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  1. #1
    xtrajack xtrajack's Avatar
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    Grease seatpost---Why??

    Why do you need to grease a seatpost?

    To the best of my recollection, I have never greased a seatpost. I would think that greasing the seat post would not be a good thing, which leads to the question, why do I keep hearing about folks greasing their seatposts?
    2008 Kona Fire Mountain/Xtracycle
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  2. #2
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    You don't grease your seatposts and you live in Maine. Bad combination.

    Greasing the seatpost essentially is only good for one thing... preventing bonding of the seatpost inside the frame. Without grease, water can get in there and permanently bind the seatpost.

    Why do you think that putting grease on the seatpost is a bad thing?

  3. #3
    xtrajack xtrajack's Avatar
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    I have a quick release binder. I think that grease might let the seatpost slip if it loosened up. I removed my seatpost, been there since '08, no sign of rust or corrosion.
    2008 Kona Fire Mountain/Xtracycle
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    Originally Posted by Steely Dan: if you're riding a bike and not having fun, then you're doing it wrong.

  4. #4
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    If it loosened up, then the seatpost would slip. My shorts get caught on my quick release binder and the seatpost goes down. That can happen with even an ungreased seatpost.

    Trust me, just grease it.

  5. #5
    Senior Member Soma Roark's Avatar
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    One of the most hated activities in restoring old bikes is freeing up (or trying to) binded components such as stems and seatpost, as well as bolts. Any metal to metal contact should have grease between them to prevent just that. Some people use bee's wax for the screws.

  6. #6
    Senior Member wahoonc's Avatar
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    I ALWAYS grease seat posts and stems (the old style quill stems that is) the parts will weld/corrode themselves together. It does not take a massive amount of grease, just a light coating will do.

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  7. #7
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    i have had a few frames that i have had to get rid of because the seat post got stuck and i could not remove them. greasing or oiling the seat post is a wise idea.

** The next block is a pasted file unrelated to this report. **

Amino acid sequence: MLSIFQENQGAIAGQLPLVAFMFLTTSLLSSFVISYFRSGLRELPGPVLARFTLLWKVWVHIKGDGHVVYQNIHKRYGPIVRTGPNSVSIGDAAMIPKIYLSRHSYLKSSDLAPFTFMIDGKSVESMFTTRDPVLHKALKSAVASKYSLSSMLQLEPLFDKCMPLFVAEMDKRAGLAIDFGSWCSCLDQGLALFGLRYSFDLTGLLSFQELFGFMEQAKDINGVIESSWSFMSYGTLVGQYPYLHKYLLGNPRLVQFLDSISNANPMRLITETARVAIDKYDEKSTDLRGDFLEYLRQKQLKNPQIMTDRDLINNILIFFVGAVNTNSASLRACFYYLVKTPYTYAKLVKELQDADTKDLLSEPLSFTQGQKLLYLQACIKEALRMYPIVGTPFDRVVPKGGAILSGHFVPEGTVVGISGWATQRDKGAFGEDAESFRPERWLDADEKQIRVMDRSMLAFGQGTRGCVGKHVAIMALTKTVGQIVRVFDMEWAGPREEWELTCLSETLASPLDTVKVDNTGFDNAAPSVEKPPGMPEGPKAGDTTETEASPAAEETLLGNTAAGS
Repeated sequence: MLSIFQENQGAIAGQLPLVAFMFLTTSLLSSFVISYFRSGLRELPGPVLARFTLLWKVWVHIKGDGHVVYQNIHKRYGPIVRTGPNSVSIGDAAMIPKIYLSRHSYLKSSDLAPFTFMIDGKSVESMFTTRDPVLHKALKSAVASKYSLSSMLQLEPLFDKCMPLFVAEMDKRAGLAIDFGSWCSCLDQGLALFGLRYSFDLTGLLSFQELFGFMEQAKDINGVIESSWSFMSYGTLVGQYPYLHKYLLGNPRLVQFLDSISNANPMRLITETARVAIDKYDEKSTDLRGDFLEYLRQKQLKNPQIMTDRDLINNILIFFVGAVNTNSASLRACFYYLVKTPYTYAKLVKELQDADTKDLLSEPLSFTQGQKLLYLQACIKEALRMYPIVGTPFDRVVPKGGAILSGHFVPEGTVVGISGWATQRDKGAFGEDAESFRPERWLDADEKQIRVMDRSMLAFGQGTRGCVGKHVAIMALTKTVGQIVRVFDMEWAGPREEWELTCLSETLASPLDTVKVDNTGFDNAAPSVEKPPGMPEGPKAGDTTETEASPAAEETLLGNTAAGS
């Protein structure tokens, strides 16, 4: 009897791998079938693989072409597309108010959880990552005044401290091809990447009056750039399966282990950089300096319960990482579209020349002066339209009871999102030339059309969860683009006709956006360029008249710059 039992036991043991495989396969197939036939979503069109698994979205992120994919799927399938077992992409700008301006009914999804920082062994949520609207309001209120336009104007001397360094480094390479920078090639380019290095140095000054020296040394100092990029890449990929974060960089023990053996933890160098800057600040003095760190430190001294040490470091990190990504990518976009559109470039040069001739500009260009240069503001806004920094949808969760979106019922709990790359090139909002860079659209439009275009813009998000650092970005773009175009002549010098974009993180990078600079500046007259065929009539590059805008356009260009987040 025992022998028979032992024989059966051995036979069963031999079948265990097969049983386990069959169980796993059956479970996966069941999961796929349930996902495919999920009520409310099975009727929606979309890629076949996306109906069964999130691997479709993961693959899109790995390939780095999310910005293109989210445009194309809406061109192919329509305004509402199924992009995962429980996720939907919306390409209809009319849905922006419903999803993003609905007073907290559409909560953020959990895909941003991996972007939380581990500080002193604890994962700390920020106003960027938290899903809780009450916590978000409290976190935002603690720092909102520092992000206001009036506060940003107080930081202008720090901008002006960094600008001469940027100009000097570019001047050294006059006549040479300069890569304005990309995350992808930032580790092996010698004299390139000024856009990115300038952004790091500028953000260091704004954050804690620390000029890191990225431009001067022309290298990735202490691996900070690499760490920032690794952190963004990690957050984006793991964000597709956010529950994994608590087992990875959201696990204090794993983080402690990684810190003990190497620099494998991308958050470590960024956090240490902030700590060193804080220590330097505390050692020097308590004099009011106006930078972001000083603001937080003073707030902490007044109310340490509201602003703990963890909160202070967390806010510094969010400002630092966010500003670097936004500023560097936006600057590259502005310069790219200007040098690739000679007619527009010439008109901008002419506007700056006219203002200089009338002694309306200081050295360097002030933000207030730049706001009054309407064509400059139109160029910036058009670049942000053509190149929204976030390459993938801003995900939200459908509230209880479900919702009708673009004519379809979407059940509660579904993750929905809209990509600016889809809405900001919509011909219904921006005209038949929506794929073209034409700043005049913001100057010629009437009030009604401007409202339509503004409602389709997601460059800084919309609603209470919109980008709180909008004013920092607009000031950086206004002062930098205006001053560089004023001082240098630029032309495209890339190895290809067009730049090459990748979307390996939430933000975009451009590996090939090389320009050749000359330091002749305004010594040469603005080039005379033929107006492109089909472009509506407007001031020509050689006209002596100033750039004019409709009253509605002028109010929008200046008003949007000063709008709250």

8. #8
    Senior Member Yellowbeard's Avatar
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    One of my seatposts also tends to creak if it's too dry. You're also putting something of a seal in between the post and the tube that can help keep water out of the bottom bracket shell.
    I'll eat it first.

  9. #9
    billyymc
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    If you want to find out for yourself:

    1) DOn't grease your seatpost
    2) Wait 10 years
    3) Try to remove your seatpost

  10. #10
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    i've had some seat post get rusted in over only 1 winter

  11. #11
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    you can use anti-sieze but grease is cheap.
    Especially important for dissimilar metals (like alloy seatpost and steel frame)
    Never grease a carbon frame.

  12. #12
    Senior Member SweetLou's Avatar
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    I don't know how many bikes I have seen that I cannot get into a repair stand because the seatpost is stuck. Yes, grease the seatpost, grease the stem, grease the water bottle cage braze-ons, grease the rack braze-ons.

    Greasing the seatpost won't make it slip. I recommend greasing the seat tube and steerer tube once a year.

    Don't grease carbon fiber seatpost!
    Learn what's a platform pedal.

  13. #13
    billyymc
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    Quote Originally Posted by SweetLou View Post
    Don't grease carbon fiber seatpost!
    Why not?

  14. #14
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    Because it will degrade the carbon fibre

  15. #15
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    I had to hacksaw a nice looking seatpost out of an '88 Schwinn Traveler early this year due to the fact that no amount of heating or chemicals were able to loosen it even a bit.

    Don't throw out your frames, just cut it off flush and then use a hacksaw blade to cut a notch into the remainder.

  16. #16
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    grease can effect the carbon resin and expand the carbon post, locking into the frame.
    It also makes the glossy surface slippery- increasing torque to tighten- not a good thing on carbon, which has a specific tq spec so you don't crush it.

    You can use carbon assembly paste, which is common now in putting together carbon bikes and parts.

  17. #17
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    since i remove my seat when i lock up in manhattan, how often should i regrease? this means i remove my seatpost several times a week right now.

    is there some product known as 'clean' grease? i know it can't be clean, but the lightest type for this kind of light-duty usage, so when i carry it around it is the least messy.

  18. #18
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    If you remove your seatpost regularly, don't bother with grease -- it won't bond in such a short time. Just don't forget -- if you ever stop removing it, you'll need to grease.

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